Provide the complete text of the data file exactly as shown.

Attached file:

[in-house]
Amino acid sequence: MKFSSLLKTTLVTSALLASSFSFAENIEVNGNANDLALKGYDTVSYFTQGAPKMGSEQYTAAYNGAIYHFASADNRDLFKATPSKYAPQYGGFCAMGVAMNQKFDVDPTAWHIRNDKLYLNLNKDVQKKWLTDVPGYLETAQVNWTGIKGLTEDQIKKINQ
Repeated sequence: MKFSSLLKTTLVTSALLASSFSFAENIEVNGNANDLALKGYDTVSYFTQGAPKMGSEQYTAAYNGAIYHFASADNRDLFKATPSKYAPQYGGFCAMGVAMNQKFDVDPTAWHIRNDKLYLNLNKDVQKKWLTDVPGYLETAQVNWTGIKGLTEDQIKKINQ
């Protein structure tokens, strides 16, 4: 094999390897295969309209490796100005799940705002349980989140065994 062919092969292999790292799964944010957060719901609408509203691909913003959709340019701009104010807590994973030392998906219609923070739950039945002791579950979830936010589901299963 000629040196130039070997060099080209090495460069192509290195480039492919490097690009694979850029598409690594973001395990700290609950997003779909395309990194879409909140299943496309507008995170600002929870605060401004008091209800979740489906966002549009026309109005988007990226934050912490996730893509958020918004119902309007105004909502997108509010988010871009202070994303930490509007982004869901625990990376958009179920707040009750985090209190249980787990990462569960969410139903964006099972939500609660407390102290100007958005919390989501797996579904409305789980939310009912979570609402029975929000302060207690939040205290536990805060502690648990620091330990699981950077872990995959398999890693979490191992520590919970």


[in-house]
Amino acid sequence: MKFSSLLKTTLVTSALLASSFSFAENIEVNGNANDLALKGYDTVSYFTQGAPKMGSEQYTAAYNGAIYHFASADNRDLFKATPSKYAPQYGGFCAMGVAMNQKFDVDPTAWHIRNDKLYLNLNKDVQKKWLTDVPGYLETAQVNWTGIKGLTEDQIKKINQ
Repeated sequence: MKFSSLLKTTLVTSALLASSFSFAENIEVNGNANDLALKGYDTVSYFTQGAPKMGSEQYTAAYNGAIYHFASADNRDLFKATPSKYAPQYGGFCAMGVAMNQKFDVDPTAWHIRNDKLYLNLNKDVQKKWLTDVPGYLETAQVNWTGIKGLTEDQIKKINQ
């Protein structure tokens, strides 16, 4: 094999390897295969309209490796100005799940705002349980989140065994 062919092969292999790292799964944010957060719901609408509203691909913003959709340019701009104010807590994973030392998906219609923070739950039945002791579950979830936010589901299963 000629040196130039070997060099080209090495460069192509290195480039492919490097690009694979850029598409690594973001395990700290609950997003779909395309990194879409909140299943496309507008995170600002929870605060401004008091209800979740489906966002549009026309109005988007990226934050912490996730893509958020918004119902309007105004909502997108509010988010871009202070994303930490509007982004869901625990990376958009179920707040009750985090209190249980787990990462569960969410139903964006099972939500609660407390102290100007958005919390989501797996579904409305789980939310009912979570609402029975929000302060207690939040205290536990805060502690648990620091330990699981950077872990995959398999890693979490191992520590919970």